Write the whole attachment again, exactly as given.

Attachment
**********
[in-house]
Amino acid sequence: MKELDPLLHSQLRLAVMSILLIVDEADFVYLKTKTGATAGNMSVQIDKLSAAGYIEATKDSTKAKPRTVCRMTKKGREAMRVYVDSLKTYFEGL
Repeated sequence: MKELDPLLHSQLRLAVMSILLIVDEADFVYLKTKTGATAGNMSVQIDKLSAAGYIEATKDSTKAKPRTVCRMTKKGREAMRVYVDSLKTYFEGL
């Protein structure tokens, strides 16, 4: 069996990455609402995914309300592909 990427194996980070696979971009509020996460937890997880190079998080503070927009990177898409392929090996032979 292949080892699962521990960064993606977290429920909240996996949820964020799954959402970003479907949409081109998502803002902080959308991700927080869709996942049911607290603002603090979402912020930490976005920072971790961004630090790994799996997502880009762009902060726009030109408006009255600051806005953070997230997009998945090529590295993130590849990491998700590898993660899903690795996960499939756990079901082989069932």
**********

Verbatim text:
[in-house]
Amino acid sequence: MKELDPLLHSQLRLAVMSILLIVDEADFVYLKTKTGATAGNMSVQIDKLSAAGYIEATKDSTKAKPRTVCRMTKKGREAMRVYVDSLKTYFEGL
Repeated sequence: MKELDPLLHSQLRLAVMSILLIVDEADFVYLKTKTGATAGNMSVQIDKLSAAGYIEATKDSTKAKPRTVCRMTKKGREAMRVYVDSLKTYFEGL
């Protein structure tokens, strides 16, 4: 069996990455609402995914309300592909 990427194996980070696979971009509020996460937890997880190079998080503070927009990177898409392929090996032979 292949080892699962521990960064993606977290429920909240996996949820964020799954959402970003479907949409081109998502803002902080959308991700927080869709996942049911607290603002603090979402912020930490976005920072971790961004630090790994799996997502880009762009902060726009030109408006009255600051806005953070997230997009998945090529590295993130590849990491998700590898993660899903690795996960499939756990079901082989069932």